Stress Nausea: Why It Happens and How To Deal

Have you ever been so stressed that you felt nauseated or even threw up? Turns out, stress-induced nausea is a real thing.

The physical impacts of stress are real. But family medicine specialist Timothy Tramontana, MD, MS, says there are effective ways of dealing with stress nausea and even avoiding it.

Index

    Can stress cause nausea and vomiting?

    When you’re under stress, your body releases a flood of hormones to prepare you to face or flee from a perceived threat. These hormones light the fuse that sets off your fight-or-flight response.

    Being in this survival mode affects all of your body’s systems, including your digestive system.

    “Your anxious feelings can translate into a whole range of gastrointestinal (GI) symptoms, including stress nausea, abdominal pain, changes in bowel habits and even stress vomiting,” Dr. Tramontana explains.

    But not everyone experiences stress nausea and stress vomiting. Dr. Tramontana says certain underlying health conditions can make you more prone to it, including:

    • GI conditions, such as irritable bowel syndrome (IBS).
    • Mental health conditions, such as depression and anxiety.

    How to prevent nausea from stress

    The good news is that you’re not doomed to a life of stress nausea.

    Dr. Tramontana says your first line of defense should be an ounce of prevention. He recommends three habits to help you avoid stress levels that can lead to nausea:

    1. Exercise: Moving increases feel-good hormones, boosts mood and can protect your body from the harmful effects of stress. If you’re not currently physically active, gradually build up to 30 minutes of moderate activity (think: swimming, brisk walking, dancing or gardening) at least five days a week.
    2. Meditation: Start with 10 minutes of daily guided meditation, using online guidance or taking a formal class to master the basics. Eventually, increase your meditation time to about 20 minutes a day.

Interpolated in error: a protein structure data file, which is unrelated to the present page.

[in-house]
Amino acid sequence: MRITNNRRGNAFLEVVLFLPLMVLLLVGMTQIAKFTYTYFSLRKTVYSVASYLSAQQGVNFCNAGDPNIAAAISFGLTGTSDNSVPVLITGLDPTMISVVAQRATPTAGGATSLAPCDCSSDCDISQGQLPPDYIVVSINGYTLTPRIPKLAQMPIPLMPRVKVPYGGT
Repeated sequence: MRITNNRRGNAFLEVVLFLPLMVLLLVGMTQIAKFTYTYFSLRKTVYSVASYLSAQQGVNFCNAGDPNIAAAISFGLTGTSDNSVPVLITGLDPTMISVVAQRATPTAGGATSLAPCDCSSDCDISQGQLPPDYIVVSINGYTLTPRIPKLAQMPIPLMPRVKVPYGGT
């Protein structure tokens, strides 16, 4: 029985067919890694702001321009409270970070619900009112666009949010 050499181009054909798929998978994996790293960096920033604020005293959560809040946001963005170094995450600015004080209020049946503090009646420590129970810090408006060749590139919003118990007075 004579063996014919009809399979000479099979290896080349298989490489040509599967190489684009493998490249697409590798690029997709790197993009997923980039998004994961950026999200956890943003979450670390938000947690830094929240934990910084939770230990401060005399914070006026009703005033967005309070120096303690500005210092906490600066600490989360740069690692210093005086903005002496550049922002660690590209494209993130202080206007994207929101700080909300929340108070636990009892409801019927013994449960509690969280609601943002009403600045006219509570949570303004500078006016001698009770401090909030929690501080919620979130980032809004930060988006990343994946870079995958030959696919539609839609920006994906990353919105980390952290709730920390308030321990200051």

3. Healthy diet: Try eating frequent, smaller meals instead of three large meals. “Larger amounts of food may make you more prone to underlying nausea. When you’re under stress, your nausea may get worse,” Dr. Tramontana says.

    Relieve stress nausea with peppermint

    We know, we know, reducing stress is often easier said than done. When life throws the kitchen sink at you, here’s how to deal with stress nausea as it’s happening: Find some peppermint.

    Studies show peppermint can help reduce mild nausea. Dr. Tramontana suggests sipping on peppermint tea, which is known to settle the stomach, or using peppermint oil.

    If you’re using peppermint oil topically, just be sure to dilute it first. And bear in mind that peppermint can be poisonous to some pets, including cats, so don’t use it in a diffuser if you have furry friends at home.

    When to see your doctor about stress and nausea     

    If stress nausea starts becoming a regular issue for you, Dr. Tramontana recommends talking to your healthcare provider about it. They may be able to write you a prescription for a medication that can help with nausea, and they’ll want to rule out any other health concerns.

    “If you have a couple of stress-induced nausea episodes that pass when the stress goes away, then we’ve probably identified the trigger,” Dr. Tramontana says, “but if it continues, then your doctor can work with you to figure out the cause.”

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